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+1 for manual pest control. I just snipped these infected leaves off a butterfly flower plant growing in a bucket in the yard. What are these? (besides now ashes)

Insects and ashes on underside of butterfly flower leaves

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up vote 4 down vote accepted

Those are milkweed aphids, Aphis nerii. As kevinsky notes, these can be controlled with soap and water. Below I magnified your image to better view detail, and took a comparison photo from online:

Your aphids:

enter image description here

Someone else's aphids:

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They are aphids which are easily controlled with soap and water. Three applications of soap and water at five to seven day intervals should do the job. They are quite variable in colour. I have seen green, black and orange ones.
Adults can have wings and this is how they spread to other plants. Ants also farm them so controlling them may help as well.

This is a common garden pest, see here for more details.

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I've got tons of ants. This is the first year in a long history of gardening that I haven't seen an aphid. I've also been cultivating frogs... – stormy Jul 25 '14 at 21:46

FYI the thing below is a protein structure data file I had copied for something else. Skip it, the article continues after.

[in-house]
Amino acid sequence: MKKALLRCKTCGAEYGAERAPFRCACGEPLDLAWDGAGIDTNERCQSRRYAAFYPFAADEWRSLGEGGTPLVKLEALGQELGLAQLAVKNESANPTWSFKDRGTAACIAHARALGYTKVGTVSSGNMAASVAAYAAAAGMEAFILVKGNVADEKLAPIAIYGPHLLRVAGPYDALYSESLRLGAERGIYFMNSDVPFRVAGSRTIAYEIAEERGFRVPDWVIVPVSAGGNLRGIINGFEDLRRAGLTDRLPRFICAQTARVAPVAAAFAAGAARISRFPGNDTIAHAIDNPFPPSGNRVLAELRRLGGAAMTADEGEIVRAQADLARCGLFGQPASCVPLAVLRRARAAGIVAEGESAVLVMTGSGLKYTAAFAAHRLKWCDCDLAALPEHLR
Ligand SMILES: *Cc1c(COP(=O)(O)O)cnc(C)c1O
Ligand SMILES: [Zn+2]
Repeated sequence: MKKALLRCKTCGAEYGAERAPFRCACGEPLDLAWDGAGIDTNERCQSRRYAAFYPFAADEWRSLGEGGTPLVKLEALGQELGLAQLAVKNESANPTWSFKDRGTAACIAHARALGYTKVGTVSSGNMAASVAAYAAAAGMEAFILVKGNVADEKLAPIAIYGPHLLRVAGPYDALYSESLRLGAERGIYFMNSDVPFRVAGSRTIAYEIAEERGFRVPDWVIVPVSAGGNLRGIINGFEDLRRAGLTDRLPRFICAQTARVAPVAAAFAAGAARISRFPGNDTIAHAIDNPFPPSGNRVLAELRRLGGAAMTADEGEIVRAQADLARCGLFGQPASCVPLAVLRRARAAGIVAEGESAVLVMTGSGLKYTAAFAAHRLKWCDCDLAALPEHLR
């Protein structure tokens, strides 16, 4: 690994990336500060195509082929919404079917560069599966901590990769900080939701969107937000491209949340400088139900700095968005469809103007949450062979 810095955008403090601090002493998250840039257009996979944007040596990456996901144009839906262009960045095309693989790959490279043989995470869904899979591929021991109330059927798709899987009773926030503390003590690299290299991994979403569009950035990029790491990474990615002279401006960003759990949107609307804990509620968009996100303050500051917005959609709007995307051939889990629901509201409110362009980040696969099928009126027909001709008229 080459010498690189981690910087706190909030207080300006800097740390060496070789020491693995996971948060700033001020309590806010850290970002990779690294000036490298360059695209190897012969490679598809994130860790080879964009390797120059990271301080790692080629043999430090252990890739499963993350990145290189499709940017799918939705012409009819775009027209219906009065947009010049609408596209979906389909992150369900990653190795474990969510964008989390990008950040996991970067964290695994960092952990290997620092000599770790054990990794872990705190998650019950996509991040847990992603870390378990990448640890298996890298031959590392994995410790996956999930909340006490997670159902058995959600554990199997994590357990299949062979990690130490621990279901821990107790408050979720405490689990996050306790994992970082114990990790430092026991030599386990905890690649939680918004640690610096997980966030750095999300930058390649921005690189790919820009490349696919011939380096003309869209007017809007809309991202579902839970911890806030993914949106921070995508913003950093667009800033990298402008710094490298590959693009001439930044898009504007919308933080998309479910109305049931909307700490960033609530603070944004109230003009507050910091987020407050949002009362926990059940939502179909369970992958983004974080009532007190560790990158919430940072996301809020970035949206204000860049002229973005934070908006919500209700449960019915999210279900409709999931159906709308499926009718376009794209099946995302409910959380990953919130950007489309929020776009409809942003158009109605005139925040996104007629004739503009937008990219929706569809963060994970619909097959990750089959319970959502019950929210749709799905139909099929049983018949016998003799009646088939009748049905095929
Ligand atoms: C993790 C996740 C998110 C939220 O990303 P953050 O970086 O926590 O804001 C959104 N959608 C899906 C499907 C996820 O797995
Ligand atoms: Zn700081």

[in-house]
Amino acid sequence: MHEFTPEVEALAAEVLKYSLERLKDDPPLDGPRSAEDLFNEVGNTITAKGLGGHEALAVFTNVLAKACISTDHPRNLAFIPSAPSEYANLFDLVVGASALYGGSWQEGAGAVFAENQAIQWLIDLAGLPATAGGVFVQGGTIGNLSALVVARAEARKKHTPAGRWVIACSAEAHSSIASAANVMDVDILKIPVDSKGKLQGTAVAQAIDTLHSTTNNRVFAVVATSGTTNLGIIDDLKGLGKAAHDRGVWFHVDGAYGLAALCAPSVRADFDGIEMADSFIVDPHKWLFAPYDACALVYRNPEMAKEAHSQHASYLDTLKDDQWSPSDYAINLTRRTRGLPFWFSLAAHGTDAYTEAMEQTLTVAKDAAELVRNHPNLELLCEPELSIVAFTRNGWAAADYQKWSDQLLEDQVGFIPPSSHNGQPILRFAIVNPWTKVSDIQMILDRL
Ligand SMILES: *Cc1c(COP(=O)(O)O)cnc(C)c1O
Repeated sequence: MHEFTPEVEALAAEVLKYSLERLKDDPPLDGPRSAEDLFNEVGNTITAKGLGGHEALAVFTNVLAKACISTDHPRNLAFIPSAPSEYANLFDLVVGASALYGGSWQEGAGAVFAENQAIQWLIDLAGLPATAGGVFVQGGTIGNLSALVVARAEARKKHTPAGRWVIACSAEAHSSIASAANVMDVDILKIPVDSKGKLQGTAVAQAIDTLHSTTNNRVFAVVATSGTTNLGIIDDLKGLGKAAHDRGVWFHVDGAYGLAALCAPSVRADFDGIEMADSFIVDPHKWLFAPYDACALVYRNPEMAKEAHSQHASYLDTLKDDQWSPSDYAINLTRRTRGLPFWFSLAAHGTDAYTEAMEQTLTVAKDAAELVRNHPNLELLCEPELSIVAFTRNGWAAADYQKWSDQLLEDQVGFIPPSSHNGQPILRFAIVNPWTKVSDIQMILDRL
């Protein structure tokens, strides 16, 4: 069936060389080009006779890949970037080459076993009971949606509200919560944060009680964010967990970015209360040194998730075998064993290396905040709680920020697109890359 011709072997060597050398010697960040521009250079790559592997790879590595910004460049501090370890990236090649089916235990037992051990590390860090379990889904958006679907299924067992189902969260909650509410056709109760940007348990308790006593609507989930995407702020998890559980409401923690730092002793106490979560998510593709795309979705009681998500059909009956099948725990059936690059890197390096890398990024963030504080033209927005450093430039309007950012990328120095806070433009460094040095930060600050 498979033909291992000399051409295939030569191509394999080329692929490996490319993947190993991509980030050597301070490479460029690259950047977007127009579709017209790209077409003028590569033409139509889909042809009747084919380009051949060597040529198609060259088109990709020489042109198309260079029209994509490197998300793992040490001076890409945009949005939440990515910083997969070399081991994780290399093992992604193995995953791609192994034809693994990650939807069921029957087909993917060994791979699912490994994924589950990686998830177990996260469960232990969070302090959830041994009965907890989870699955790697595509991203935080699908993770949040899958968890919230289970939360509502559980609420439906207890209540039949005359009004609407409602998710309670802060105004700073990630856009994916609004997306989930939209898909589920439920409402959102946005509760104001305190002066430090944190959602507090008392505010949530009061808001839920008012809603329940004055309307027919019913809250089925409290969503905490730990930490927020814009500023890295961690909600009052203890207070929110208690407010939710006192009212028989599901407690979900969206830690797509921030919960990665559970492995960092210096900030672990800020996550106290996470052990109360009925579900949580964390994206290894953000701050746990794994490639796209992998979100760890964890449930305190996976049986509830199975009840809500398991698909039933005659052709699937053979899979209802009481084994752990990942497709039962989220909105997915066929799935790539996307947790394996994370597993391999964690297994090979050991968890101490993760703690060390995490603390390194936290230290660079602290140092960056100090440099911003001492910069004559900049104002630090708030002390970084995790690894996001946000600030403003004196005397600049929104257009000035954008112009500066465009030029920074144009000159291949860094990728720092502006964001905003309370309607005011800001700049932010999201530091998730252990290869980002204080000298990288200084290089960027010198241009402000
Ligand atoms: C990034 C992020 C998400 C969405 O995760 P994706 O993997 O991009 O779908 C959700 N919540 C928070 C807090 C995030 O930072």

@stormy do frogs control aphids? – J. Musser Jul 28 '14 at 4:59
Well...they eat the flying insects that become the aphids...and sure, they'd eat aphids! But I think the ants figure keeping their herds under ground around here is a better survival tactic. – stormy Jul 29 '14 at 2:30
@stormy most terrestrial frogs can eat eat what they can reach with their tongue. If an aphid is two feet in the air at the top of a tall plant the frog cannot reach it. Predatory wasps and lady bugs are more common predators for aphids in North America – kevinsky Jul 29 '14 at 10:14
I love frogs, and they help out in the garden. I was commenting that I might have a nice harmony going with the ant, frogs. But that was short-lived. It is powdery mildew season, now. Sigh. – stormy Jul 30 '14 at 5:12

These look like some kind of aphids to me. It wouldn't hurt to check other nearby plants for these, especially if there are also ants (sometimes ants protect and 'farm' them).

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